I entered my race really to help out a friend. My personal goals for the Series had been dashed after two weeks so I had no chance for the overall. After the race, although I had a rain jacket, I was totally drenched. The rain jacket simply served as a wind break, keeping my torso warm, but my bootie-enclosed feet were cold and sopping wet in the spray and the rain. I'd even duct taped the top of my booties to my calfs so I didn't get that piercing cold water trickling down my calves, but as the booties soaked through, my shoes and my feet ended up soaked.

A long time after the race, I got to talk to one of those women who placed overall. She claimed her feet were dry during the whole race.

Ha. Right. And it wasn't really raining hard, right? Just a little sprinkle?

Without a stitch of sarcasm she repeated her claim. I know there are no booties that good so I asked her to explain. She did.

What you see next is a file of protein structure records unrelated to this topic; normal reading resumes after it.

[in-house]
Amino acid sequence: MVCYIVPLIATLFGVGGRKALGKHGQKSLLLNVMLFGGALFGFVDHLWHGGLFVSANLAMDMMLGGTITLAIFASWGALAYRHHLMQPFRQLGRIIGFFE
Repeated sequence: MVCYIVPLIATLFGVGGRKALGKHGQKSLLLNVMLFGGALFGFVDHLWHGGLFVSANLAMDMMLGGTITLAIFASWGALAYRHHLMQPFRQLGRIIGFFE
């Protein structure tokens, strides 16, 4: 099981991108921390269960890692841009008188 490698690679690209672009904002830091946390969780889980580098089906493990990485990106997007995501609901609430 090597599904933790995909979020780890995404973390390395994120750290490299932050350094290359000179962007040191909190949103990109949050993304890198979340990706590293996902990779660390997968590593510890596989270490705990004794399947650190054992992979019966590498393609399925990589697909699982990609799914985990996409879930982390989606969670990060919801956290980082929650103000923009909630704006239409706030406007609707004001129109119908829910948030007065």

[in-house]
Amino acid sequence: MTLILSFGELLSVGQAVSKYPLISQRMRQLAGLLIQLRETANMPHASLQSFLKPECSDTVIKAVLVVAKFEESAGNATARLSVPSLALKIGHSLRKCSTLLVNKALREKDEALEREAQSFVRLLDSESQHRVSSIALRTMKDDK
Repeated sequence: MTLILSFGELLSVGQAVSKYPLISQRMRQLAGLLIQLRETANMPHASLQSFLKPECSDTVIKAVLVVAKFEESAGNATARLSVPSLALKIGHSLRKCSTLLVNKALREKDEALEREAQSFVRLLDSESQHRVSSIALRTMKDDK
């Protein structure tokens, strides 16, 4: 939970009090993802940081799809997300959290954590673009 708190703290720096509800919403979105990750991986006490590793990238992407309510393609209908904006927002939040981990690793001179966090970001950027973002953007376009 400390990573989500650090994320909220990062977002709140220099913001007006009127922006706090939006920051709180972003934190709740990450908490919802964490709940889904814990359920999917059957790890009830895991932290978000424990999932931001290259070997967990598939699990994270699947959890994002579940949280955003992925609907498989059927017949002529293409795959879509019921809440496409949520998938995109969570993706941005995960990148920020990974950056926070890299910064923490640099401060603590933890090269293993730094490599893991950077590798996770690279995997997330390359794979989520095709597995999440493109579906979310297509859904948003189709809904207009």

First, put on some socks and your shoes.

Second, put a plastic shopping bag (think of a thin plastic bag from the grocery store) over your shoes. Tape the ankle area of the bag shut.

Third, put on booties.

You can clip in and out a few times without compromising the integrity of the plastic bag (at least with Look Keos). And the bag will keep out the rain and wind.

I tried this the other day - while kitting up for a two hour ride in a heavy rain, I did exactly that. To give credit, I had to ask the missus exactly what to do with the plastic bag as I'd forgotten. The missus never forgets and so detailed the three steps above.